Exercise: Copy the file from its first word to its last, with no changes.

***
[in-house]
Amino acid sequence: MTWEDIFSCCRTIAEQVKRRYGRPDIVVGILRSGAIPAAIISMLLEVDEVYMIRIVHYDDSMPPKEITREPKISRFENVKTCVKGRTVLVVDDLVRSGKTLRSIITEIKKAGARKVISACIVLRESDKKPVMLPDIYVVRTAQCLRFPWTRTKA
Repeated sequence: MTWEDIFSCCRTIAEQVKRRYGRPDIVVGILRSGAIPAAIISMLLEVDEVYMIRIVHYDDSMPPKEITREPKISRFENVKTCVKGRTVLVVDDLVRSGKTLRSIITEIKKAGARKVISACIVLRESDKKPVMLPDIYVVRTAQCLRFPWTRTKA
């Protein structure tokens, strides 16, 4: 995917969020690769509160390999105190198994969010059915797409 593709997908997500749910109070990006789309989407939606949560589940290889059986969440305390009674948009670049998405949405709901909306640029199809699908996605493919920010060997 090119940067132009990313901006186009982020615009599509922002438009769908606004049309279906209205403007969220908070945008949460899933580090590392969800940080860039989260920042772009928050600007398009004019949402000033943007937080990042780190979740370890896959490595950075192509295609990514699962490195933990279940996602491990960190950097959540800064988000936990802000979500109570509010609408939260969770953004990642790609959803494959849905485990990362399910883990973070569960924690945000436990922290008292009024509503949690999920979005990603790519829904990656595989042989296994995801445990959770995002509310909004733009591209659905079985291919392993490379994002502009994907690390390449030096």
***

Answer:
[in-house]
Amino acid sequence: MTWEDIFSCCRTIAEQVKRRYGRPDIVVGILRSGAIPAAIISMLLEVDEVYMIRIVHYDDSMPPKEITREPKISRFENVKTCVKGRTVLVVDDLVRSGKTLRSIITEIKKAGARKVISACIVLRESDKKPVMLPDIYVVRTAQCLRFPWTRTKA
Repeated sequence: MTWEDIFSCCRTIAEQVKRRYGRPDIVVGILRSGAIPAAIISMLLEVDEVYMIRIVHYDDSMPPKEITREPKISRFENVKTCVKGRTVLVVDDLVRSGKTLRSIITEIKKAGARKVISACIVLRESDKKPVMLPDIYVVRTAQCLRFPWTRTKA
């Protein structure tokens, strides 16, 4: 995917969020690769509160390999105190198994969010059915797409 593709997908997500749910109070990006789309989407939606949560589940290889059986969440305390009674948009670049998405949405709901909306640029199809699908996605493919920010060997 090119940067132009990313901006186009982020615009599509922002438009769908606004049309279906209205403007969220908070945008949460899933580090590392969800940080860039989260920042772009928050600007398009004019949402000033943007937080990042780190979740370890896959490595950075192509295609990514699962490195933990279940996602491990960190950097959540800064988000936990802000979500109570509010609408939260969770953004990642790609959803494959849905485990990362399910883990973070569960924690945000436990922290008292009024509503949690999920979005990603790519829904990656595989042989296994995801445990959770995002509310909004733009591209659905079985291919392993490379994002502009994907690390390449030096």